They’re the most quintessentially masculine instrument, so maybe it takes a woman to wring texture and sensitivity out of them, as Von Hausswolff does on the haunting coda “Outside the Gate (for Bruna)”, which might be the album highlight.

Von Hausswolff could be described as a heavy metal musician who doesn’t play heavy metal. Indeed, her career has been marked by absurd moral panics that actual heavy metal seldom inspires anymore. In 2013, leftist groups attempted to deplatform her as a “fascist sympathizer” for the crime of wearing a Burzum shirt, and in 2021, she attracted protests and boycotts in France because of a hilariously tame reference to the Devil in her lyrics.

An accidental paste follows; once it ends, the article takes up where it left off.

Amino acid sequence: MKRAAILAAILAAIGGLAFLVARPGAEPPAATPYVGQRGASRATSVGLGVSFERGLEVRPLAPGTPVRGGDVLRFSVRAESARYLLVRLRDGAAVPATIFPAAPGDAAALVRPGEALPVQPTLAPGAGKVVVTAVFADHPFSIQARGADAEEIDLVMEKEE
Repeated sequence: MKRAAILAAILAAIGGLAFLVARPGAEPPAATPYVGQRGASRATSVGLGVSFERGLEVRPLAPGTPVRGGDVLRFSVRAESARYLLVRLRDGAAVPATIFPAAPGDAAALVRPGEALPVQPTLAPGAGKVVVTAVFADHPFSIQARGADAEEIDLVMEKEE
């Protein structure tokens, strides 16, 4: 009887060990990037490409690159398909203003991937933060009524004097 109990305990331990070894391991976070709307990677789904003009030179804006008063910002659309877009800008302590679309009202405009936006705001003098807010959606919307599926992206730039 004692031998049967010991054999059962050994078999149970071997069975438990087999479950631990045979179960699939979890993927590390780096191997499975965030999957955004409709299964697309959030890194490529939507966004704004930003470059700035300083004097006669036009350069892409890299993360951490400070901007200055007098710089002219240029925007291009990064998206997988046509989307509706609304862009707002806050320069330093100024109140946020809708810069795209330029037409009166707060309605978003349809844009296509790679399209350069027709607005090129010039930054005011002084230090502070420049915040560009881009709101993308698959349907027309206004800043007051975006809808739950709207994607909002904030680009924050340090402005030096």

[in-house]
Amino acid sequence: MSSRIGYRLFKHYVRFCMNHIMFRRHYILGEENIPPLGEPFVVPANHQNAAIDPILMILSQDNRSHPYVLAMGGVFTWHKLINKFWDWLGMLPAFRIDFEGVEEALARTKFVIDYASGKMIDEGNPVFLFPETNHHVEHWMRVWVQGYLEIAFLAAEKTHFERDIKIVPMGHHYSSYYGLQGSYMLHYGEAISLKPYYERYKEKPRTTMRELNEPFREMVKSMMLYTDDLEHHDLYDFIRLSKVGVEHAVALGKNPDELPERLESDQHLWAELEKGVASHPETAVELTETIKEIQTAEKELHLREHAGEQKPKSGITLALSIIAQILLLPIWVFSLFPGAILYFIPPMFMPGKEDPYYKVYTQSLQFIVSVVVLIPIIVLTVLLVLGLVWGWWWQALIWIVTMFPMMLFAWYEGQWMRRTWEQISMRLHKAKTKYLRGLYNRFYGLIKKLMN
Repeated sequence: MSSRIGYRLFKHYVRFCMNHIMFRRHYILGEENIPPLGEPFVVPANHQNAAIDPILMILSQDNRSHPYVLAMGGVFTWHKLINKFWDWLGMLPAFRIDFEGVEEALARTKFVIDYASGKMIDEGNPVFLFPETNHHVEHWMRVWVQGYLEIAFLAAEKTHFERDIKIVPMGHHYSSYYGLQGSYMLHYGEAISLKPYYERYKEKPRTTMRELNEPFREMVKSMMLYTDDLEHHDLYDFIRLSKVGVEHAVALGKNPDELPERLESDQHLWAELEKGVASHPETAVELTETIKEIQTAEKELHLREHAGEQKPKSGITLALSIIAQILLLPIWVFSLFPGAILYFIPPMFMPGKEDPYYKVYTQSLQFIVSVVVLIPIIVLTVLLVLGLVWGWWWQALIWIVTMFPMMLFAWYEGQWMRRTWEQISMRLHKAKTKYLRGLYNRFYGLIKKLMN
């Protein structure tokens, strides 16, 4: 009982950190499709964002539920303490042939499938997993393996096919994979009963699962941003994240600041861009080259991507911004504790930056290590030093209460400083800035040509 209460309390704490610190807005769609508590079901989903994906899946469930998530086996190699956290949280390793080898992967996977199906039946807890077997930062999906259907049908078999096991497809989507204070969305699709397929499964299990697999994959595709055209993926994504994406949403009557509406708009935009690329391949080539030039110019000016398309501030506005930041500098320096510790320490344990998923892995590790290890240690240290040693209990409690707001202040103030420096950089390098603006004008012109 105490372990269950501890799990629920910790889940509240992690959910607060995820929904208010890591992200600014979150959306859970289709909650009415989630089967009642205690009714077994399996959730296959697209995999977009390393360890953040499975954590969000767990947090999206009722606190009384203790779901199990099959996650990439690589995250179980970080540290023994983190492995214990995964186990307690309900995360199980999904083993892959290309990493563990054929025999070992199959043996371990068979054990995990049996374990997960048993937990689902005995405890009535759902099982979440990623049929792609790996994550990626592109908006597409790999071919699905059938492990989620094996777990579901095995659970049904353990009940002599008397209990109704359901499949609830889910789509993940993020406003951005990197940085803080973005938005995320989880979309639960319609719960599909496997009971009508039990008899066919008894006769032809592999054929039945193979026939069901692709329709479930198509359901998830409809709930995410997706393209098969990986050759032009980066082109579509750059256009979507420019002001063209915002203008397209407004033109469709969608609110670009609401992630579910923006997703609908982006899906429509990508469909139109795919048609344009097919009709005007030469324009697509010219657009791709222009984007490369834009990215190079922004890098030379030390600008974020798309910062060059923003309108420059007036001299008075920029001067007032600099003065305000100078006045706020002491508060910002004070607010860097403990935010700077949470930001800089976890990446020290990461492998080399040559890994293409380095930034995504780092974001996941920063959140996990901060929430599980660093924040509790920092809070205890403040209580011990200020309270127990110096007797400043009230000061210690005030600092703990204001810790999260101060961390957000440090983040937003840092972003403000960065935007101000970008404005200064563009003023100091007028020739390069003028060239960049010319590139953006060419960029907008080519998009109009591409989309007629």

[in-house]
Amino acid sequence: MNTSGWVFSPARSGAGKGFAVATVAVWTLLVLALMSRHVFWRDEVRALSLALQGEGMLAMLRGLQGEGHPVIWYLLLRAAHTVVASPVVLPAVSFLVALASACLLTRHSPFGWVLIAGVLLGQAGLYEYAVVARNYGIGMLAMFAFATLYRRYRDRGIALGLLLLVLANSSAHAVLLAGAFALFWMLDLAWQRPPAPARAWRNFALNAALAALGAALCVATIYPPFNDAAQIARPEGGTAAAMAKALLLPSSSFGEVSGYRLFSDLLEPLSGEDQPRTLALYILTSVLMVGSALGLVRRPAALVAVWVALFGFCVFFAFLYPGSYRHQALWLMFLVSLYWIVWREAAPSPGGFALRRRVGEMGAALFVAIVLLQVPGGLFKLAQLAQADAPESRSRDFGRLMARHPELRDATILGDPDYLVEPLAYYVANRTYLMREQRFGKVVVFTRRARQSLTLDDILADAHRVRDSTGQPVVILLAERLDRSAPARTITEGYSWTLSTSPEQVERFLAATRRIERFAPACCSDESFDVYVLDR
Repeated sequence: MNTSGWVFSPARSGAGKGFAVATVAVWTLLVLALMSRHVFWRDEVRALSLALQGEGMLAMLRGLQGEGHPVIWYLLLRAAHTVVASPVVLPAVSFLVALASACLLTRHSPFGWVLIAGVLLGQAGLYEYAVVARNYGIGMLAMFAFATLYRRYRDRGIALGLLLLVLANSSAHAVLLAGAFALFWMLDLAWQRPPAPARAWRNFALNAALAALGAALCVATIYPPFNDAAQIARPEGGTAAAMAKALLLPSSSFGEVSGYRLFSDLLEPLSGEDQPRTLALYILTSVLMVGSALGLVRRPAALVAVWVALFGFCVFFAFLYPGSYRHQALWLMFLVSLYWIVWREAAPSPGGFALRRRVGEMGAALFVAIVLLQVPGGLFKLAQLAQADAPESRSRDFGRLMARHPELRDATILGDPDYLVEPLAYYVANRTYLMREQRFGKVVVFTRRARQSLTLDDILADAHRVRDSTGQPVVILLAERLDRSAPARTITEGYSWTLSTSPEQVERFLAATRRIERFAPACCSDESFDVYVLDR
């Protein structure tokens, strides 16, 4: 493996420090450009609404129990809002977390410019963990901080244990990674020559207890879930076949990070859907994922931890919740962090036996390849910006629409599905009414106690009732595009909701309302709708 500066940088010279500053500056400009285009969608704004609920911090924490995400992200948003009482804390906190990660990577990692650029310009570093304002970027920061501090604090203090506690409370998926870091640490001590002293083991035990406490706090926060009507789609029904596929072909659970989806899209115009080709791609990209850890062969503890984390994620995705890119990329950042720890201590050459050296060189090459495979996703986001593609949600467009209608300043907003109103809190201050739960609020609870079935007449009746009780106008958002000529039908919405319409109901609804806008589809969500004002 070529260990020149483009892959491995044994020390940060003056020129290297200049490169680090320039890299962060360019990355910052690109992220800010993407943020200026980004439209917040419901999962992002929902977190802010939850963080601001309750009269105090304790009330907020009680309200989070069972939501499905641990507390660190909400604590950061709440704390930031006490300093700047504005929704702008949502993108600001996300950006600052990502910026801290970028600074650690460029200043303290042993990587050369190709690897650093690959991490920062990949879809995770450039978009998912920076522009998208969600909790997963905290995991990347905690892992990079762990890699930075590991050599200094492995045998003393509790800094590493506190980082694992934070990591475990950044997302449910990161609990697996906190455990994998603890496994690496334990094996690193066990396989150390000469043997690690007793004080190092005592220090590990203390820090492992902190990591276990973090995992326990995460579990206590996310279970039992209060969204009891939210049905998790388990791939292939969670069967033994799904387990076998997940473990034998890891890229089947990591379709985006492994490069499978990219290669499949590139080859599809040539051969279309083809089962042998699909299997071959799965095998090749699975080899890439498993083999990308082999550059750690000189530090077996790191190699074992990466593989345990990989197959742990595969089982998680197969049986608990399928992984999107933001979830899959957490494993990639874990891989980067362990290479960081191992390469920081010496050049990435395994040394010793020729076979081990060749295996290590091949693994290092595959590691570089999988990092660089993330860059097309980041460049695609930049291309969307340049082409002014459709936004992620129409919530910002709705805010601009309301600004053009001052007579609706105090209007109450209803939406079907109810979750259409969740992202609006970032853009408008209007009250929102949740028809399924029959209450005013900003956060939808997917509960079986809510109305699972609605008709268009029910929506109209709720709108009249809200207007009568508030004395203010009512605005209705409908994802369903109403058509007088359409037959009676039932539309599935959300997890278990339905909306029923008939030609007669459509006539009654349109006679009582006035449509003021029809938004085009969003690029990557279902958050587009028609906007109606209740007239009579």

Her fash-symp Satanism sounds better with each new release. 2010’s Singing from the Grave, doesn’t stand out as exceptional. 2013’s Ceremony was massive and grand, though some of the “Pitchfork metal”* moments irked me. I like most of what I’ve heard from her next few releases, but here she’s delivered something truly complete and remarkable. All Thoughts Fly fills the the universe, and hints at luminous things beyond it.

(*What do I mean by “Pitchfork metal”? It’s a particular style that’s hard to describe, but bear with me. Imagine a Pitchfork writer with VERY thick framed glasses. No, thicker than that. You’re still not imagining how thick his frames are. Imagine someone with his head fully encased by a gigantic block of cellulose like an insect trapped in amber.  But he has a tiny hole drilled into his immense frames, and a wire descending down to his ear. The music he’s listening to is Pitchfork metal.)